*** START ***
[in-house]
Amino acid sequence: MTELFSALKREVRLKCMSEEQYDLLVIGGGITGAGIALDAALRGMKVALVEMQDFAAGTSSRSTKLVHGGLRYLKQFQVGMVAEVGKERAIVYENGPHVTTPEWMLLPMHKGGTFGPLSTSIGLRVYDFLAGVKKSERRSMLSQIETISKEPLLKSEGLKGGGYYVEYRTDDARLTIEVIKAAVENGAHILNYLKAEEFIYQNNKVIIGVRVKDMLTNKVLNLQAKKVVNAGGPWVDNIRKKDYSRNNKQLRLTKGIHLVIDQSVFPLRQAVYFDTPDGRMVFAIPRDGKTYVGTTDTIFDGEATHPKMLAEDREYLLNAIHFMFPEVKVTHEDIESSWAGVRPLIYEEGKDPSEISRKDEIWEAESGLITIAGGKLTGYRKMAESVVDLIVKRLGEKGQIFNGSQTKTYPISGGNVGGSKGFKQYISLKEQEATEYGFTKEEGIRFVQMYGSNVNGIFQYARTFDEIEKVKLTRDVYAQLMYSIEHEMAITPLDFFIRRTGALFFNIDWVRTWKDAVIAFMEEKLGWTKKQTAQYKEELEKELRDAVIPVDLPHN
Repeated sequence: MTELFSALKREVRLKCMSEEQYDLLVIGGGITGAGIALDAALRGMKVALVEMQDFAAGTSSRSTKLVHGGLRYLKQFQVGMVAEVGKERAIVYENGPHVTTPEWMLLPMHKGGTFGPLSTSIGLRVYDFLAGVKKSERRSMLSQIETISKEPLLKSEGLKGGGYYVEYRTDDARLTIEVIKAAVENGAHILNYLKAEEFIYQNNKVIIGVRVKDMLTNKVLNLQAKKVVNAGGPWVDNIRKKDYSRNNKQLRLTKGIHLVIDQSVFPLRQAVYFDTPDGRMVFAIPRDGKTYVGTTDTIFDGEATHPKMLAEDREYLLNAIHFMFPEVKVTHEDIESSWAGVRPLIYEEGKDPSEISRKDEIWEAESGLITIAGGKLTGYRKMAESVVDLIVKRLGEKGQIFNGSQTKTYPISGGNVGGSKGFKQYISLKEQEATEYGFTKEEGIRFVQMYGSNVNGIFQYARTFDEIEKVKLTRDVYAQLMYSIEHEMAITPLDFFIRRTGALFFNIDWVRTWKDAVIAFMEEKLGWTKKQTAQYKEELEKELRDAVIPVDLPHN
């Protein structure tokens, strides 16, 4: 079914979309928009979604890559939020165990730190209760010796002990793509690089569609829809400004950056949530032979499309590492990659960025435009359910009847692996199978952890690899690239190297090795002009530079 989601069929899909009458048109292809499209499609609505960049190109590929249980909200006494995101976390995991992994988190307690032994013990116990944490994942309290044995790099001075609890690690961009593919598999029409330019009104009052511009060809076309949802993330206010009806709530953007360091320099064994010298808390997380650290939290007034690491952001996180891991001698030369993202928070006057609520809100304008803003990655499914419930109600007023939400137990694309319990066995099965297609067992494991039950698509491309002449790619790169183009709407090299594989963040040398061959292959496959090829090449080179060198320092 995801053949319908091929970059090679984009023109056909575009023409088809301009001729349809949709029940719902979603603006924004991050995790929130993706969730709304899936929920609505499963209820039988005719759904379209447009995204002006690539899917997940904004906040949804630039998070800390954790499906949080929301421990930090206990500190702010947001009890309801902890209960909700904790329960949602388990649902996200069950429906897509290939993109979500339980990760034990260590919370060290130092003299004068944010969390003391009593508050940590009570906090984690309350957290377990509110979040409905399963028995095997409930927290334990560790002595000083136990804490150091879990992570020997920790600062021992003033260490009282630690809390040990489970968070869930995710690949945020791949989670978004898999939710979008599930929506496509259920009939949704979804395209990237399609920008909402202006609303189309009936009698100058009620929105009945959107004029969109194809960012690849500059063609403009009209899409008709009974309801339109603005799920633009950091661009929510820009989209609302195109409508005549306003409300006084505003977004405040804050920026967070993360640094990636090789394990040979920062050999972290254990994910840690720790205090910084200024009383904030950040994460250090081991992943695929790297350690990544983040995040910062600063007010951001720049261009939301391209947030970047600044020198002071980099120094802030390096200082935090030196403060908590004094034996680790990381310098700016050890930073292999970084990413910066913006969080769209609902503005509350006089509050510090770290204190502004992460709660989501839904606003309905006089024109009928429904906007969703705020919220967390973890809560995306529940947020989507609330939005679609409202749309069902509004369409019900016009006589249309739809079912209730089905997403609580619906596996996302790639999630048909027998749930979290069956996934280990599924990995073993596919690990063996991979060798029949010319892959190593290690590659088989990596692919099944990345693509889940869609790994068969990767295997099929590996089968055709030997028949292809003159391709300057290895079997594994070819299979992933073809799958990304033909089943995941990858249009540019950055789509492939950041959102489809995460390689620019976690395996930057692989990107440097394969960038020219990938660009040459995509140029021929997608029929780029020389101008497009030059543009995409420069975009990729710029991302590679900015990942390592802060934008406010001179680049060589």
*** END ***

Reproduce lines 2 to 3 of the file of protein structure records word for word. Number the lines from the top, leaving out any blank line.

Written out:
Amino acid sequence: MTELFSALKREVRLKCMSEEQYDLLVIGGGITGAGIALDAALRGMKVALVEMQDFAAGTSSRSTKLVHGGLRYLKQFQVGMVAEVGKERAIVYENGPHVTTPEWMLLPMHKGGTFGPLSTSIGLRVYDFLAGVKKSERRSMLSQIETISKEPLLKSEGLKGGGYYVEYRTDDARLTIEVIKAAVENGAHILNYLKAEEFIYQNNKVIIGVRVKDMLTNKVLNLQAKKVVNAGGPWVDNIRKKDYSRNNKQLRLTKGIHLVIDQSVFPLRQAVYFDTPDGRMVFAIPRDGKTYVGTTDTIFDGEATHPKMLAEDREYLLNAIHFMFPEVKVTHEDIESSWAGVRPLIYEEGKDPSEISRKDEIWEAESGLITIAGGKLTGYRKMAESVVDLIVKRLGEKGQIFNGSQTKTYPISGGNVGGSKGFKQYISLKEQEATEYGFTKEEGIRFVQMYGSNVNGIFQYARTFDEIEKVKLTRDVYAQLMYSIEHEMAITPLDFFIRRTGALFFNIDWVRTWKDAVIAFMEEKLGWTKKQTAQYKEELEKELRDAVIPVDLPHN
Repeated sequence: MTELFSALKREVRLKCMSEEQYDLLVIGGGITGAGIALDAALRGMKVALVEMQDFAAGTSSRSTKLVHGGLRYLKQFQVGMVAEVGKERAIVYENGPHVTTPEWMLLPMHKGGTFGPLSTSIGLRVYDFLAGVKKSERRSMLSQIETISKEPLLKSEGLKGGGYYVEYRTDDARLTIEVIKAAVENGAHILNYLKAEEFIYQNNKVIIGVRVKDMLTNKVLNLQAKKVVNAGGPWVDNIRKKDYSRNNKQLRLTKGIHLVIDQSVFPLRQAVYFDTPDGRMVFAIPRDGKTYVGTTDTIFDGEATHPKMLAEDREYLLNAIHFMFPEVKVTHEDIESSWAGVRPLIYEEGKDPSEISRKDEIWEAESGLITIAGGKLTGYRKMAESVVDLIVKRLGEKGQIFNGSQTKTYPISGGNVGGSKGFKQYISLKEQEATEYGFTKEEGIRFVQMYGSNVNGIFQYARTFDEIEKVKLTRDVYAQLMYSIEHEMAITPLDFFIRRTGALFFNIDWVRTWKDAVIAFMEEKLGWTKKQTAQYKEELEKELRDAVIPVDLPHN